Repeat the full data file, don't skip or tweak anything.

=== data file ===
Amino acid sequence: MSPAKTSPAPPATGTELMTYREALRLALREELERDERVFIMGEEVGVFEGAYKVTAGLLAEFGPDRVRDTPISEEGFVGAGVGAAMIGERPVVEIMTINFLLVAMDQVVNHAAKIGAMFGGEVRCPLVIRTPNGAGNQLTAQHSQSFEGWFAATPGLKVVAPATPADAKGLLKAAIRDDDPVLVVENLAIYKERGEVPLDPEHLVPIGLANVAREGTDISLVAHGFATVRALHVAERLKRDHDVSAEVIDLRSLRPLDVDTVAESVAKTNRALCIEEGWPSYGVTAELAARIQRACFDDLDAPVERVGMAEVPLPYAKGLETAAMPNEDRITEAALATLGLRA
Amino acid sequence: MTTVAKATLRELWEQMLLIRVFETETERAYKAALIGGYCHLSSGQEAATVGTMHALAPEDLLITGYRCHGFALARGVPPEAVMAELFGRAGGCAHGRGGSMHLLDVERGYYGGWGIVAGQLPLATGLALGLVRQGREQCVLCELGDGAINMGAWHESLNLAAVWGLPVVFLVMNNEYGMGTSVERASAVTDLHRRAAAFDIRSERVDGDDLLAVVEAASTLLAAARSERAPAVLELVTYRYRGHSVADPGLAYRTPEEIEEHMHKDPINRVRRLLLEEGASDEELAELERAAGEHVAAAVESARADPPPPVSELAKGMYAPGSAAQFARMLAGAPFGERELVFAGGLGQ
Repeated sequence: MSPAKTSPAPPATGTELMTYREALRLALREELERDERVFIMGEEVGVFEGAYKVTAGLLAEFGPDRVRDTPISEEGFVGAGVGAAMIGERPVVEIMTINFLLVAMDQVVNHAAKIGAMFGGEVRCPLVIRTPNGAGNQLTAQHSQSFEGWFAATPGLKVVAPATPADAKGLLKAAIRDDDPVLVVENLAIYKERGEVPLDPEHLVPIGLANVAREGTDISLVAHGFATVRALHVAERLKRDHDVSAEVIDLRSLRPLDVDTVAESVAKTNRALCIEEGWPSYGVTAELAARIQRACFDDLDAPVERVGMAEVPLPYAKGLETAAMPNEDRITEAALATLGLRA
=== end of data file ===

Amino acid sequence: MSPAKTSPAPPATGTELMTYREALRLALREELERDERVFIMGEEVGVFEGAYKVTAGLLAEFGPDRVRDTPISEEGFVGAGVGAAMIGERPVVEIMTINFLLVAMDQVVNHAAKIGAMFGGEVRCPLVIRTPNGAGNQLTAQHSQSFEGWFAATPGLKVVAPATPADAKGLLKAAIRDDDPVLVVENLAIYKERGEVPLDPEHLVPIGLANVAREGTDISLVAHGFATVRALHVAERLKRDHDVSAEVIDLRSLRPLDVDTVAESVAKTNRALCIEEGWPSYGVTAELAARIQRACFDDLDAPVERVGMAEVPLPYAKGLETAAMPNEDRITEAALATLGLRA
Amino acid sequence: MTTVAKATLRELWEQMLLIRVFETETERAYKAALIGGYCHLSSGQEAATVGTMHALAPEDLLITGYRCHGFALARGVPPEAVMAELFGRAGGCAHGRGGSMHLLDVERGYYGGWGIVAGQLPLATGLALGLVRQGREQCVLCELGDGAINMGAWHESLNLAAVWGLPVVFLVMNNEYGMGTSVERASAVTDLHRRAAAFDIRSERVDGDDLLAVVEAASTLLAAARSERAPAVLELVTYRYRGHSVADPGLAYRTPEEIEEHMHKDPINRVRRLLLEEGASDEELAELERAAGEHVAAAVESARADPPPPVSELAKGMYAPGSAAQFARMLAGAPFGERELVFAGGLGQ
Repeated sequence: MSPAKTSPAPPATGTELMTYREALRLALREELERDERVFIMGEEVGVFEGAYKVTAGLLAEFGPDRVRDTPISEEGFVGAGVGAAMIGERPVVEIMTINFLLVAMDQVVNHAAKIGAMFGGEVRCPLVIRTPNGAGNQLTAQHSQSFEGWFAATPGLKVVAPATPADAKGLLKAAIRDDDPVLVVENLAIYKERGEVPLDPEHLVPIGLANVAREGTDISLVAHGFATVRALHVAERLKRDHDVSAEVIDLRSLRPLDVDTVAESVAKTNRALCIEEGWPSYGVTAELAARIQRACFDDLDAPVERVGMAEVPLPYAKGLETAAMPNEDRITEAALATLGLRA